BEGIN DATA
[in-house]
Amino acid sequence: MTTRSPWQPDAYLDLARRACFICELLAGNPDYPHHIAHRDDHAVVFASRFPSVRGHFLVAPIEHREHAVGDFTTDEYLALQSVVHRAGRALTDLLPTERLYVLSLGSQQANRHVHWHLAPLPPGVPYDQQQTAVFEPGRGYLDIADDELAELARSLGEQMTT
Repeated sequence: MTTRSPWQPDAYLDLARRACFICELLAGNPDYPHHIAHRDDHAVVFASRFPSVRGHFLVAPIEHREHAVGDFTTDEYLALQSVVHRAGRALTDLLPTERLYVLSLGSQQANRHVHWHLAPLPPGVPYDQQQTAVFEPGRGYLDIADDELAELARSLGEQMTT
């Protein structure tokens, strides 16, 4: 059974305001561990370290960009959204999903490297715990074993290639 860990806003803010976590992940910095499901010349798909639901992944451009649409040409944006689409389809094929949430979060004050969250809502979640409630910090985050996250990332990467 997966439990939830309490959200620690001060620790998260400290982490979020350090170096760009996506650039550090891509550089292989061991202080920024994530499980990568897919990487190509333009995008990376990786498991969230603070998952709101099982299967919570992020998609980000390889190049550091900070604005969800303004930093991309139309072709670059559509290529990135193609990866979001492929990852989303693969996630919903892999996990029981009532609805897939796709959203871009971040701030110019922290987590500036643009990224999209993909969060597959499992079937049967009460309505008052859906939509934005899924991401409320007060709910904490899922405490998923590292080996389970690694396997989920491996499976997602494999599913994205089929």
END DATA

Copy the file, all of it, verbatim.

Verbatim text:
[in-house]
Amino acid sequence: MTTRSPWQPDAYLDLARRACFICELLAGNPDYPHHIAHRDDHAVVFASRFPSVRGHFLVAPIEHREHAVGDFTTDEYLALQSVVHRAGRALTDLLPTERLYVLSLGSQQANRHVHWHLAPLPPGVPYDQQQTAVFEPGRGYLDIADDELAELARSLGEQMTT
Repeated sequence: MTTRSPWQPDAYLDLARRACFICELLAGNPDYPHHIAHRDDHAVVFASRFPSVRGHFLVAPIEHREHAVGDFTTDEYLALQSVVHRAGRALTDLLPTERLYVLSLGSQQANRHVHWHLAPLPPGVPYDQQQTAVFEPGRGYLDIADDELAELARSLGEQMTT
């Protein structure tokens, strides 16, 4: 059974305001561990370290960009959204999903490297715990074993290639 860990806003803010976590992940910095499901010349798909639901992944451009649409040409944006689409389809094929949430979060004050969250809502979640409630910090985050996250990332990467 997966439990939830309490959200620690001060620790998260400290982490979020350090170096760009996506650039550090891509550089292989061991202080920024994530499980990568897919990487190509333009995008990376990786498991969230603070998952709101099982299967919570992020998609980000390889190049550091900070604005969800303004930093991309139309072709670059559509290529990135193609990866979001492929990852989303693969996630919903892999996990029981009532609805897939796709959203871009971040701030110019922290987590500036643009990224999209993909969060597959499992079937049967009460309505008052859906939509934005899924991401409320007060709910904490899922405490998923590292080996389970690694396997989920491996499976997602494999599913994205089929």